ID: We offer limited editions by established artists, created especially for Her Clique, and we offer those at affordable price points. Also, every collaboration we launch comes with a personal story of the artist – what inspires her, her background, how the edition fits with the rest of the body of her work. I think access to information, perhaps as much so as affordable pricing, is important in drawing in an audience that would otherwise not engage. I feel that over the past several years, and in large part thanks to the ‘internet revolution’ of the art world, the homogeneity of the art market is being shattered, allowing for new demographics of art market participants, both on the artist and also on the buyer side. A lot of the old formats of art dealing are being challenged and changed for the better. The internet has created an unprecedented access to artists and to market information, traditionally predominantly granted to the white and wealthy. I am happy for Her Clique to be able to play a small role in that process of change, building an inclusive “clique” for all those who want to be part of it.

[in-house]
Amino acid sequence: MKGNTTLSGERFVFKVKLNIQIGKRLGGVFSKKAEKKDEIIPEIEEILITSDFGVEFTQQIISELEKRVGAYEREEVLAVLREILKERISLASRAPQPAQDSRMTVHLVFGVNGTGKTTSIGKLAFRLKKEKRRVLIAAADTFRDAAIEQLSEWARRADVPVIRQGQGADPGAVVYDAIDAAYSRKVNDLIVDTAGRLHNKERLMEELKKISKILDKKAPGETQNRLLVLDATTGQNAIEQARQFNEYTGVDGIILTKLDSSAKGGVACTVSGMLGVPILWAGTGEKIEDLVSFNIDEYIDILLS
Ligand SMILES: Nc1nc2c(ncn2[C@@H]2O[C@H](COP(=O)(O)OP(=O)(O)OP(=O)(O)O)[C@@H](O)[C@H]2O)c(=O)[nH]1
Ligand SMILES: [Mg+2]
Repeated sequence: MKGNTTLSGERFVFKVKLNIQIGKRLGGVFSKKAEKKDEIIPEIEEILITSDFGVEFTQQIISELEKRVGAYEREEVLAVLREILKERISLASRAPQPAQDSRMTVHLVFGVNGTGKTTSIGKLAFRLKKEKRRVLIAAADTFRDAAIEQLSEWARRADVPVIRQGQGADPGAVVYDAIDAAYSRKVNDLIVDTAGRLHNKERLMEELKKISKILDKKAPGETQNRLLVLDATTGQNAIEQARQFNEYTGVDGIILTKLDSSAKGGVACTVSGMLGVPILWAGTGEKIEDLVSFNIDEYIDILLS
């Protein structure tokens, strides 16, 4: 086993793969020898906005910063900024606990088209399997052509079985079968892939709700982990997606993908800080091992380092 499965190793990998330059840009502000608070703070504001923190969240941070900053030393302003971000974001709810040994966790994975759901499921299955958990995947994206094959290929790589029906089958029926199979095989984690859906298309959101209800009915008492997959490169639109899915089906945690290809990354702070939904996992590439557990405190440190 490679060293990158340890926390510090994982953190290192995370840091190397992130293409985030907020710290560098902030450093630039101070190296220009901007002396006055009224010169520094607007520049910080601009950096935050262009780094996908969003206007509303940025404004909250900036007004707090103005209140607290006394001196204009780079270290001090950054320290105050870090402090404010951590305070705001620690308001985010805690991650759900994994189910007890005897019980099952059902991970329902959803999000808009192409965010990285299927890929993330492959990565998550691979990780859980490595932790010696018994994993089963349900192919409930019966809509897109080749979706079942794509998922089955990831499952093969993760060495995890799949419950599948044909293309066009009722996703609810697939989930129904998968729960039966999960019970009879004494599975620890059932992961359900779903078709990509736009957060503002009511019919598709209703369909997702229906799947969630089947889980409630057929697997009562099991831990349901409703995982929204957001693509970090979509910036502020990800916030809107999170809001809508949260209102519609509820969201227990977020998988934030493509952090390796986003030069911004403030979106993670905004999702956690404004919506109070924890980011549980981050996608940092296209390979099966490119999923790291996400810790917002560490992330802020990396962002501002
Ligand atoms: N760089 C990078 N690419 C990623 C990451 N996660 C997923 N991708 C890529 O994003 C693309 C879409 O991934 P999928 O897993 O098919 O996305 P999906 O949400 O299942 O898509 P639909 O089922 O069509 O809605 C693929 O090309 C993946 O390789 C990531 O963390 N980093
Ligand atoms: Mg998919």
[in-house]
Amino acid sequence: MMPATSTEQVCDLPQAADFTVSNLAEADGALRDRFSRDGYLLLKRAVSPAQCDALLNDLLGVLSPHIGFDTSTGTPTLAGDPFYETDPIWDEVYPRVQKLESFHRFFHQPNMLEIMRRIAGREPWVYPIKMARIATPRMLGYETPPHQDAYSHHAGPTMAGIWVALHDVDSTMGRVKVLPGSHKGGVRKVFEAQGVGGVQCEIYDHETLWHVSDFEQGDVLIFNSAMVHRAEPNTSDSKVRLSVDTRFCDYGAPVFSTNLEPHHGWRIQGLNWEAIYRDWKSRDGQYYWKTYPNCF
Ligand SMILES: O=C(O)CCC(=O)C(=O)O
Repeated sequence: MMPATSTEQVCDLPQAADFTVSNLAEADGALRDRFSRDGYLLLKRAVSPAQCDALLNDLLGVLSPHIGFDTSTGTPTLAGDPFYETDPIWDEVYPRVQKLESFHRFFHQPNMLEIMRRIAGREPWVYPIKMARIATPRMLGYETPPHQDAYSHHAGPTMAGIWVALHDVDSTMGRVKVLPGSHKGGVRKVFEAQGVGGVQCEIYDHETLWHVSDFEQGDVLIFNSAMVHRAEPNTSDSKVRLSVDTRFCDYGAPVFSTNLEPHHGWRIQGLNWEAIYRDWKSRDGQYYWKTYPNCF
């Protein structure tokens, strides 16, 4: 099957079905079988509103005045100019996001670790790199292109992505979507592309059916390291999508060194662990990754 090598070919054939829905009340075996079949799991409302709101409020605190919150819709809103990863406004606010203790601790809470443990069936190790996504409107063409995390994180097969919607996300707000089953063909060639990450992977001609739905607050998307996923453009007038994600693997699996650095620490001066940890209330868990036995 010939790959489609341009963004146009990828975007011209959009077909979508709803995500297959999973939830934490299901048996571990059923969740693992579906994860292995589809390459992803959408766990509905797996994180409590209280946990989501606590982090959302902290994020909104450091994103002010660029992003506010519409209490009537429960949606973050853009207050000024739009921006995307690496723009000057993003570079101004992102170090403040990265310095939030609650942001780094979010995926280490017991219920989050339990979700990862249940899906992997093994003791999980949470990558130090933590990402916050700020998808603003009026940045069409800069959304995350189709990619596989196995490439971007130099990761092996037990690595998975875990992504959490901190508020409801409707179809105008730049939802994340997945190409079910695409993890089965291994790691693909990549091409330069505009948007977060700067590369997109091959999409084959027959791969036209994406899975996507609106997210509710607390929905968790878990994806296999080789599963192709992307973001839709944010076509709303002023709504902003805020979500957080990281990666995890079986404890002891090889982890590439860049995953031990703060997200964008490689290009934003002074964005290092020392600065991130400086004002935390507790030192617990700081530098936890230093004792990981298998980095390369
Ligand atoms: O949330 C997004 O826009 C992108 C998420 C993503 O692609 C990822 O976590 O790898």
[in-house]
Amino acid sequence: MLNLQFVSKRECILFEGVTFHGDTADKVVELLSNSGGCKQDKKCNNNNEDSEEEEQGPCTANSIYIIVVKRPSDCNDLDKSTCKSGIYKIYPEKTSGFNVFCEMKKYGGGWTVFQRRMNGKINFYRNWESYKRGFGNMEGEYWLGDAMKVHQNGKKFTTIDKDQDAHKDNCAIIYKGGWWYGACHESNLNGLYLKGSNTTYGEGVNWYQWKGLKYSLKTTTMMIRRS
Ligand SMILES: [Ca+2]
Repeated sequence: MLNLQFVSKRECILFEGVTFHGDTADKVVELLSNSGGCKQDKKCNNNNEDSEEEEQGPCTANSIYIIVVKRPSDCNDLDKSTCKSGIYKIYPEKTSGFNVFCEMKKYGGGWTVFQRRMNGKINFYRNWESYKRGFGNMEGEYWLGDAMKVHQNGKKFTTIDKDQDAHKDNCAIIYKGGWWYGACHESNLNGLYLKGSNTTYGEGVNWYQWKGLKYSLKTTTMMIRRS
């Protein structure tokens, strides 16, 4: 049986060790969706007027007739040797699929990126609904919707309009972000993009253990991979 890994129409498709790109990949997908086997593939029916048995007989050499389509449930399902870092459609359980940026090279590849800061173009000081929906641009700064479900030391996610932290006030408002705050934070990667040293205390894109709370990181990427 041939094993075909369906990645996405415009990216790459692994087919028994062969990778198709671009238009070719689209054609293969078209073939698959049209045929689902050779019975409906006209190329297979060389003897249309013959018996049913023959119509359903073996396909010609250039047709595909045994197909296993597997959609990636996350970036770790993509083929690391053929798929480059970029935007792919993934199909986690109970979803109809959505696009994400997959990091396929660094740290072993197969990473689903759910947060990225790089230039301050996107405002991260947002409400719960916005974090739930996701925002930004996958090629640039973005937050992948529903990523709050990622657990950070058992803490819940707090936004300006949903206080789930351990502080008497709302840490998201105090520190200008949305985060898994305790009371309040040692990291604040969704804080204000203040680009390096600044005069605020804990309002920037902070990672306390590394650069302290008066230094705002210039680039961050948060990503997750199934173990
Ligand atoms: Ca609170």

CH: How do you select artists to collaborate with Her Clique? Specifically, what draws you to the work of Natalie Frank, the most current collaborator?
ID: Our main focus is to work with talented artists, who care about their community, social, environmental or other issues and who agree to dedicate part of the sale proceeds to charities of their choice. For the most part, I follow my intuition on who we work with. So far, our lineup has been through existing relationships with artists whom I have been closely following and admiring.
I find Natalie Frank’s work fascinating in the way it pairs fairytales with topics of feminism, sexuality, female representation and empowerment. The limited edition of 30 hand painted lithograph and woodblock prints involved a labor-intensive process, rendering each piece in effect quite unique. The artist chose Dieu Donne as the benefit partner for this collaboration, a nonprofit organization dedicated to serving artists through the collaborative creation of contemporary art using the process of hand papermaking.